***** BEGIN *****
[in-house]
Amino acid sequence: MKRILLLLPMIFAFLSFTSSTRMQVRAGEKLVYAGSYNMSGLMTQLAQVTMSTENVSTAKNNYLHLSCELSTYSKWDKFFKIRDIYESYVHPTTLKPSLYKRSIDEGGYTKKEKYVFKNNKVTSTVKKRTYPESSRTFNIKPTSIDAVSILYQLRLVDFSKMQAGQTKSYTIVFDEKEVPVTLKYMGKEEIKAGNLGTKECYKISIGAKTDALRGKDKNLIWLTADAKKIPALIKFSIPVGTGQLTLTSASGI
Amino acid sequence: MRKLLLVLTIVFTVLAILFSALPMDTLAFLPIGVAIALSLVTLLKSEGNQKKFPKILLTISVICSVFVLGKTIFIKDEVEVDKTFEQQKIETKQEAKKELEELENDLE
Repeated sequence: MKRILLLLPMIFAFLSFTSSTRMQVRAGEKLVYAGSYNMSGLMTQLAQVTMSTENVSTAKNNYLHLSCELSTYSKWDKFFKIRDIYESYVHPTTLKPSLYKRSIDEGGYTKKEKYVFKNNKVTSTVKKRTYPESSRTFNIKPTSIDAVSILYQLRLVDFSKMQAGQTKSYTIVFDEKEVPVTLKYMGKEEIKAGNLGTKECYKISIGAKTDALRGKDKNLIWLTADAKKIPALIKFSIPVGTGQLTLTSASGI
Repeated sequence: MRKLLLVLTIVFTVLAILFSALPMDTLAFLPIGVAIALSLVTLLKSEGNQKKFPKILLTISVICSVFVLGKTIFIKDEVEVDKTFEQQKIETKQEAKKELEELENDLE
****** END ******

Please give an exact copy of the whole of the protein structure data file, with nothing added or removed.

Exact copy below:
[in-house]
Amino acid sequence: MKRILLLLPMIFAFLSFTSSTRMQVRAGEKLVYAGSYNMSGLMTQLAQVTMSTENVSTAKNNYLHLSCELSTYSKWDKFFKIRDIYESYVHPTTLKPSLYKRSIDEGGYTKKEKYVFKNNKVTSTVKKRTYPESSRTFNIKPTSIDAVSILYQLRLVDFSKMQAGQTKSYTIVFDEKEVPVTLKYMGKEEIKAGNLGTKECYKISIGAKTDALRGKDKNLIWLTADAKKIPALIKFSIPVGTGQLTLTSASGI
Amino acid sequence: MRKLLLVLTIVFTVLAILFSALPMDTLAFLPIGVAIALSLVTLLKSEGNQKKFPKILLTISVICSVFVLGKTIFIKDEVEVDKTFEQQKIETKQEAKKELEELENDLE
Repeated sequence: MKRILLLLPMIFAFLSFTSSTRMQVRAGEKLVYAGSYNMSGLMTQLAQVTMSTENVSTAKNNYLHLSCELSTYSKWDKFFKIRDIYESYVHPTTLKPSLYKRSIDEGGYTKKEKYVFKNNKVTSTVKKRTYPESSRTFNIKPTSIDAVSILYQLRLVDFSKMQAGQTKSYTIVFDEKEVPVTLKYMGKEEIKAGNLGTKECYKISIGAKTDALRGKDKNLIWLTADAKKIPALIKFSIPVGTGQLTLTSASGI
Repeated sequence: MRKLLLVLTIVFTVLAILFSALPMDTLAFLPIGVAIALSLVTLLKSEGNQKKFPKILLTISVICSVFVLGKTIFIKDEVEVDKTFEQQKIETKQEAKKELEELENDLE